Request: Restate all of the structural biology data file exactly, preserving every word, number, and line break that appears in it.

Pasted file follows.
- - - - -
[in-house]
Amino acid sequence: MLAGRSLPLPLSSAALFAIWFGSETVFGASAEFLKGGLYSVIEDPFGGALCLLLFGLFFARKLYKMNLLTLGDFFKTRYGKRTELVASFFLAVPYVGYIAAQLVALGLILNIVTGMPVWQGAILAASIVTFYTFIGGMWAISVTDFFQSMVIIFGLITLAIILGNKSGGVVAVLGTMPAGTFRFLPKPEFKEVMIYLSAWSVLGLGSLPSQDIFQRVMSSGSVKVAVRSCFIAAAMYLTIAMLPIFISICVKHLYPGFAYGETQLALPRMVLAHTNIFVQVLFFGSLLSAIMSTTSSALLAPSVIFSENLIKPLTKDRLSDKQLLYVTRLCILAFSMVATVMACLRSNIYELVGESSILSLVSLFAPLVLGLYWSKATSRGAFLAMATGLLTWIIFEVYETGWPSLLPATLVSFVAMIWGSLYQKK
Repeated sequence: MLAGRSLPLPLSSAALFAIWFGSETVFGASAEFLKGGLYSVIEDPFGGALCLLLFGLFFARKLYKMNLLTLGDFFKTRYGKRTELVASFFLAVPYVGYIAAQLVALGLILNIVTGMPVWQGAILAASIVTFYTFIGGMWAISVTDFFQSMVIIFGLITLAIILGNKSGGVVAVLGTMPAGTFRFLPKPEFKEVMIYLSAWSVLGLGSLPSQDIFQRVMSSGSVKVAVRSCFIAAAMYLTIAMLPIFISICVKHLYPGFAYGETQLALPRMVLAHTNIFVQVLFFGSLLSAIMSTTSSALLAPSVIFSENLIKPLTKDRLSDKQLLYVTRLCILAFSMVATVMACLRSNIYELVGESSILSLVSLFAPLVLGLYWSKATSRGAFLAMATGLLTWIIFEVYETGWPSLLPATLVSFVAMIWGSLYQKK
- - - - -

[in-house]
Amino acid sequence: MLAGRSLPLPLSSAALFAIWFGSETVFGASAEFLKGGLYSVIEDPFGGALCLLLFGLFFARKLYKMNLLTLGDFFKTRYGKRTELVASFFLAVPYVGYIAAQLVALGLILNIVTGMPVWQGAILAASIVTFYTFIGGMWAISVTDFFQSMVIIFGLITLAIILGNKSGGVVAVLGTMPAGTFRFLPKPEFKEVMIYLSAWSVLGLGSLPSQDIFQRVMSSGSVKVAVRSCFIAAAMYLTIAMLPIFISICVKHLYPGFAYGETQLALPRMVLAHTNIFVQVLFFGSLLSAIMSTTSSALLAPSVIFSENLIKPLTKDRLSDKQLLYVTRLCILAFSMVATVMACLRSNIYELVGESSILSLVSLFAPLVLGLYWSKATSRGAFLAMATGLLTWIIFEVYETGWPSLLPATLVSFVAMIWGSLYQKK
Repeated sequence: MLAGRSLPLPLSSAALFAIWFGSETVFGASAEFLKGGLYSVIEDPFGGALCLLLFGLFFARKLYKMNLLTLGDFFKTRYGKRTELVASFFLAVPYVGYIAAQLVALGLILNIVTGMPVWQGAILAASIVTFYTFIGGMWAISVTDFFQSMVIIFGLITLAIILGNKSGGVVAVLGTMPAGTFRFLPKPEFKEVMIYLSAWSVLGLGSLPSQDIFQRVMSSGSVKVAVRSCFIAAAMYLTIAMLPIFISICVKHLYPGFAYGETQLALPRMVLAHTNIFVQVLFFGSLLSAIMSTTSSALLAPSVIFSENLIKPLTKDRLSDKQLLYVTRLCILAFSMVATVMACLRSNIYELVGESSILSLVSLFAPLVLGLYWSKATSRGAFLAMATGLLTWIIFEVYETGWPSLLPATLVSFVAMIWGSLYQKK